The Pentagon issued its first Arctic strategy, laying out how the US military will work to promote security, stewardship, and international cooperation in the region. “This strategy identifies the department’s desired end-state for the Arctic: a secure and stable region where US national interests are safeguarded, the US homeland is protected, and nations work cooperatively to address challenges,” reads the executive summary of the document, which DOD released on Nov. 22. The strategy, based on the Obama Administration’s broader 2013 National Strategy for the Arctic Region, notes that “the Arctic is at a strategic inflection point as its ice cap is diminishing more rapidly than projected and human activity, driven by economic opportunity . . . is increasing in response to the growing accessibility.” These developments “present a compelling opportunity” for DOD to work with allies and partners to promote human and environmental security there, states the summary. “It is the responsibility of every Arctic nation—and all nations who have interests there—to work together to build a peaceful and secure region,” said Defense Secretary Chuck Hagel in a Nov. 22 speech in Halifax, Canada, introducing the strategy. (Arctic Strategy; caution, large-sized file.) (Hagel transcript)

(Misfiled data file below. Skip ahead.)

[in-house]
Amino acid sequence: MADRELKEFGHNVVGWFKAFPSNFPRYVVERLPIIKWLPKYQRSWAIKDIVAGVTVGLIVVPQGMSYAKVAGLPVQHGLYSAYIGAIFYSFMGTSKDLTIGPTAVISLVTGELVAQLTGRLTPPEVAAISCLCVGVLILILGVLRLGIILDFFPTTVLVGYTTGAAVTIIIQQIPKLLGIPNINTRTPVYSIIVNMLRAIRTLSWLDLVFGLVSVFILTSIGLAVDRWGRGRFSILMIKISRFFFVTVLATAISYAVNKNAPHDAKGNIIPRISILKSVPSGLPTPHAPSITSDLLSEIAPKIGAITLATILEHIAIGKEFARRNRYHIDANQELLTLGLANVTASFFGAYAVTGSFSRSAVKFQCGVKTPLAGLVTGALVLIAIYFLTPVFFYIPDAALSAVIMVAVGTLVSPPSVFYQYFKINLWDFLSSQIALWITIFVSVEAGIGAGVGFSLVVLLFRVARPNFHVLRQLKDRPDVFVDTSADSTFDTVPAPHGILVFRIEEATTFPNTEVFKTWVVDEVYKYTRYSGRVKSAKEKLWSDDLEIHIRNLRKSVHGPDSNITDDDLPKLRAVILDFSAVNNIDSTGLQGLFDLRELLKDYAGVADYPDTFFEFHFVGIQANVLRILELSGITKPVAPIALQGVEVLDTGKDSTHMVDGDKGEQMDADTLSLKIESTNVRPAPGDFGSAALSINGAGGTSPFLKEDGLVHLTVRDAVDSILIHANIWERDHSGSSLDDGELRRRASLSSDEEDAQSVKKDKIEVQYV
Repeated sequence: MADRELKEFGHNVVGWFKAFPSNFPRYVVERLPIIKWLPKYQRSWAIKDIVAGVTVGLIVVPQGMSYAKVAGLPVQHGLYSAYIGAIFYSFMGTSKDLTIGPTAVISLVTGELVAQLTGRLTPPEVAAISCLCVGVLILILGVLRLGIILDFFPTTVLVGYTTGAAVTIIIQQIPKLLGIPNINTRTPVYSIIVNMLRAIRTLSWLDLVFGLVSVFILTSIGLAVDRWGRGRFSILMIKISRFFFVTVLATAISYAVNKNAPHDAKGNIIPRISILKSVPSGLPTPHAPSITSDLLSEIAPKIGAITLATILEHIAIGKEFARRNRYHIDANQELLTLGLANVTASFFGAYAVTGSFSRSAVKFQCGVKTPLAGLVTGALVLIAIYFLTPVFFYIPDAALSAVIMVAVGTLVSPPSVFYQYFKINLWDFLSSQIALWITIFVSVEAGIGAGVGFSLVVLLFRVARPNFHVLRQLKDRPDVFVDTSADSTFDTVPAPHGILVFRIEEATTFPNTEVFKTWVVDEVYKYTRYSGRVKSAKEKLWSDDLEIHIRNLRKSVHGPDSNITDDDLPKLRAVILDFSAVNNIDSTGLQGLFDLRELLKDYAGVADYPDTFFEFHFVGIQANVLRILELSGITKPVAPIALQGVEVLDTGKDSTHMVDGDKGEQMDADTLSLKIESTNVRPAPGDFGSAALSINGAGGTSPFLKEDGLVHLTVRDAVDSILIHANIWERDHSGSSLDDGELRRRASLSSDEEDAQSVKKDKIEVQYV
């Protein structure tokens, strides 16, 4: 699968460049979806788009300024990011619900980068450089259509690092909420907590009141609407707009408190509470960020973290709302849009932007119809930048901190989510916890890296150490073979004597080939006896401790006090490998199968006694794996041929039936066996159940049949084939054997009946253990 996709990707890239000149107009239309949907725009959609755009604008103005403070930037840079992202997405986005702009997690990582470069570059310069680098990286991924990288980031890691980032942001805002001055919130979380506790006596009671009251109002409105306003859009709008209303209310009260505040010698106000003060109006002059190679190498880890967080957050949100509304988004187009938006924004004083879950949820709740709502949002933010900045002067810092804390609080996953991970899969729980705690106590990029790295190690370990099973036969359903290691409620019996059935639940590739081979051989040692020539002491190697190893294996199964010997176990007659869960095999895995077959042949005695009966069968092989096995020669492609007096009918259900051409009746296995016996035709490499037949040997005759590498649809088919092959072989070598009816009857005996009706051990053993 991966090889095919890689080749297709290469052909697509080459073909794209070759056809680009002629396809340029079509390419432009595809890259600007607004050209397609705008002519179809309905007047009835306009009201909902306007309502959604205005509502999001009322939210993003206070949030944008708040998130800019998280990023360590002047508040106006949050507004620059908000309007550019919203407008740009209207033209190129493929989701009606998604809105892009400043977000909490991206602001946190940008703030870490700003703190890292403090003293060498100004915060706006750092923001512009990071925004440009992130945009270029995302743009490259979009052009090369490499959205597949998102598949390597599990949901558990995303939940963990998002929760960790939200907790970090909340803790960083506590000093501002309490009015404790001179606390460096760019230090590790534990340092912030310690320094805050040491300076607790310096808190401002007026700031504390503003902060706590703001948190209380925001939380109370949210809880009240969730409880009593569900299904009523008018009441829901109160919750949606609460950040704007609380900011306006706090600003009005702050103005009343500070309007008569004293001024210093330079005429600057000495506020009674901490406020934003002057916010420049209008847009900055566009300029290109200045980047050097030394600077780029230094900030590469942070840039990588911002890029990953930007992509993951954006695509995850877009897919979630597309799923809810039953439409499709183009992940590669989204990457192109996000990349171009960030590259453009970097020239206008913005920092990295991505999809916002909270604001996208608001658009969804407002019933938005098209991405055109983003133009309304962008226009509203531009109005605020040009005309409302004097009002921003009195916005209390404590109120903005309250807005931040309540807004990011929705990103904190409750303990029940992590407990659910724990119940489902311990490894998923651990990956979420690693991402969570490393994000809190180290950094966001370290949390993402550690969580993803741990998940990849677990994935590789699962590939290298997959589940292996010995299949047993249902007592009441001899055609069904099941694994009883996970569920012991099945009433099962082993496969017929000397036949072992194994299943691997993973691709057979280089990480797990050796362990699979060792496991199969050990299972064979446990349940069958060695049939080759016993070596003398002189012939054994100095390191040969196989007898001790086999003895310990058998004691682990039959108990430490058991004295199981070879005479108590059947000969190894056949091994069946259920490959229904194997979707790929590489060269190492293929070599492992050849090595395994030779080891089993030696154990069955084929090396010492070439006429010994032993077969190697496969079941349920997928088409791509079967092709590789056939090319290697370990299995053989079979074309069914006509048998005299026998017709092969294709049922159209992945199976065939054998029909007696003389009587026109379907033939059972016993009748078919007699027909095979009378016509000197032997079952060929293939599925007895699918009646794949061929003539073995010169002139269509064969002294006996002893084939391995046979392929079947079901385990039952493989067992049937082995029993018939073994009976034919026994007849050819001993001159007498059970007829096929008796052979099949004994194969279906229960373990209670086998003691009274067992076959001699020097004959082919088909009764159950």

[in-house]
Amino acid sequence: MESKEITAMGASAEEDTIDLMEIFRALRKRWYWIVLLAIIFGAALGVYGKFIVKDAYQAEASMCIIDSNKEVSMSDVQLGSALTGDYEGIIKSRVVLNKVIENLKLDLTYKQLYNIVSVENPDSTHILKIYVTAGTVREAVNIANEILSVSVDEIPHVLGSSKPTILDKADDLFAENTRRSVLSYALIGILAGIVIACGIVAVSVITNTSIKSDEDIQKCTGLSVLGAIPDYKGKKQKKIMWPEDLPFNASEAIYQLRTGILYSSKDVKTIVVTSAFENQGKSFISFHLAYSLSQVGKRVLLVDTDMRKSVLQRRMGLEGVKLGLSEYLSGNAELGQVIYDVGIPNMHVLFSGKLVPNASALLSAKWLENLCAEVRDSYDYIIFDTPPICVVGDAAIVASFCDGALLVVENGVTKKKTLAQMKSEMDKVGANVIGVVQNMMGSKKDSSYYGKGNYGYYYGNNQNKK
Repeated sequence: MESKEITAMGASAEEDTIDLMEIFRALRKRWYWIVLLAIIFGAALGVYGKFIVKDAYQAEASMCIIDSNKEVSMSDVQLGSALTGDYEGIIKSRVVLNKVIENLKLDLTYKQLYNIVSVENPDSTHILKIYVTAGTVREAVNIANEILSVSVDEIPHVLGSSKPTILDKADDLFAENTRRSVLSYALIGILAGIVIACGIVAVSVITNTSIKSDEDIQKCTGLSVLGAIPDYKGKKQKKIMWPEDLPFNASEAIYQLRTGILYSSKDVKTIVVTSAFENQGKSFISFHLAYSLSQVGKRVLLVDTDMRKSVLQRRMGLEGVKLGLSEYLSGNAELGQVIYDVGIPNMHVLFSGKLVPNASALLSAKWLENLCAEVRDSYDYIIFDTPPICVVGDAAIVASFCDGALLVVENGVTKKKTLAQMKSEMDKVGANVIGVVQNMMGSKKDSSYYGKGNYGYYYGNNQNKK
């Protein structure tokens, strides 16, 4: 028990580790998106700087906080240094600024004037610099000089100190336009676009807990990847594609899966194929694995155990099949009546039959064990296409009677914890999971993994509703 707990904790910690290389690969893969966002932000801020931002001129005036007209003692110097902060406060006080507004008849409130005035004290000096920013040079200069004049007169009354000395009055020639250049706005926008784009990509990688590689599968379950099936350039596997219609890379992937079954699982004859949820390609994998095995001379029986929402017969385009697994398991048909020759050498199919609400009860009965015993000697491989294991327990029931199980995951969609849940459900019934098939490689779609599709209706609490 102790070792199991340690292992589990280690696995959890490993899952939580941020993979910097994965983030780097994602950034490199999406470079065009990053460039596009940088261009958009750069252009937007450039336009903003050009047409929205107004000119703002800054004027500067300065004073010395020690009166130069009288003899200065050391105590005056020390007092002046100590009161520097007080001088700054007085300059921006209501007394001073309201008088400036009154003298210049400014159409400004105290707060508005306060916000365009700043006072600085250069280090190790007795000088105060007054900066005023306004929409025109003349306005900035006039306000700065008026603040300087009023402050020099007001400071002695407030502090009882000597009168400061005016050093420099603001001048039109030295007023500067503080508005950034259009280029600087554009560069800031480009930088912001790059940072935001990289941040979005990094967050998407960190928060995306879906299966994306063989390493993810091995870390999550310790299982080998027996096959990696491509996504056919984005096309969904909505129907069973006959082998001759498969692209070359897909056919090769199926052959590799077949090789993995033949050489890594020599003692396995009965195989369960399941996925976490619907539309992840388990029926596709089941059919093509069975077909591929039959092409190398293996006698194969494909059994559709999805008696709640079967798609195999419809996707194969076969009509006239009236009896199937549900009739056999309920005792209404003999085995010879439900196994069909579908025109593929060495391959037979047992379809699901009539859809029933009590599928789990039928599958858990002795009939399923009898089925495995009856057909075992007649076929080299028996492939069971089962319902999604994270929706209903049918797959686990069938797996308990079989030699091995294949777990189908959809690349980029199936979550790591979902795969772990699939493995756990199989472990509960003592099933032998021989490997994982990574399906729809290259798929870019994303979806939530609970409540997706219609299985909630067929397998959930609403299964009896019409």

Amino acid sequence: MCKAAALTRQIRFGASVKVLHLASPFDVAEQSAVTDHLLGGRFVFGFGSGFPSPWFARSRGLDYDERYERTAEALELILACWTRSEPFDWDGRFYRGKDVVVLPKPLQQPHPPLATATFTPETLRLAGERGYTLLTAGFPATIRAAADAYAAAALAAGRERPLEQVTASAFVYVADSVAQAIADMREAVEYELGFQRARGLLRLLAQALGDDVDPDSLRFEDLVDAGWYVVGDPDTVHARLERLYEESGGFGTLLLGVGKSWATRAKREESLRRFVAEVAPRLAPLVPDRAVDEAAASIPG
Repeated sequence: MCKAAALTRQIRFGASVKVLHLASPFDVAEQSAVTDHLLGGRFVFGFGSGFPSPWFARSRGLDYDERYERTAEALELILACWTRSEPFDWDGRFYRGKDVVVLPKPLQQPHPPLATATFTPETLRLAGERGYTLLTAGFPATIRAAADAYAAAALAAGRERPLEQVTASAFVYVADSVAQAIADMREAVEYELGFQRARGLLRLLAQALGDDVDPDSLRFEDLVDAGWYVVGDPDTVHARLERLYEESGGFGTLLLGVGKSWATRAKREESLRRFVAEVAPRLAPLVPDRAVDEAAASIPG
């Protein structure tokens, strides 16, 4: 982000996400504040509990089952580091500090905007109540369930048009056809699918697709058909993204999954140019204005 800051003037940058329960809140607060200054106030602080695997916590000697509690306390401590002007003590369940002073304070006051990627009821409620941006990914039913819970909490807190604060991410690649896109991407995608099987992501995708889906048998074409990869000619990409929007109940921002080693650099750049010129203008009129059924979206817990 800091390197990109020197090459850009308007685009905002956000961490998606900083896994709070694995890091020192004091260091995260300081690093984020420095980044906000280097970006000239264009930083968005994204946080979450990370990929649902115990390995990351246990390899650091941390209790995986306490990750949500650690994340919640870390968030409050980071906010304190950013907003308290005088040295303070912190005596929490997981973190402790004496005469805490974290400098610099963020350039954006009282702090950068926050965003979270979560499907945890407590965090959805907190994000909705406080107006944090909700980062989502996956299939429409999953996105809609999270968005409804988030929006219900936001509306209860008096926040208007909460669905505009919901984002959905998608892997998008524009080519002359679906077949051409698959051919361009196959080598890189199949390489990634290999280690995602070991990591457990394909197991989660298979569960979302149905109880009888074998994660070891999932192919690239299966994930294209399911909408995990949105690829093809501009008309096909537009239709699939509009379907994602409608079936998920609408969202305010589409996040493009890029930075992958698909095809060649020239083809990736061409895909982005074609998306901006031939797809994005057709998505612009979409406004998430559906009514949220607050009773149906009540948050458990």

The U.S. supports “a stronger and more capable” European defense, Defense Secretary Lloyd J. Austin III said during an Oct. 22 press conference in Brussels—but that defense should not duplicate the functions and capabilities of the NATO alliance.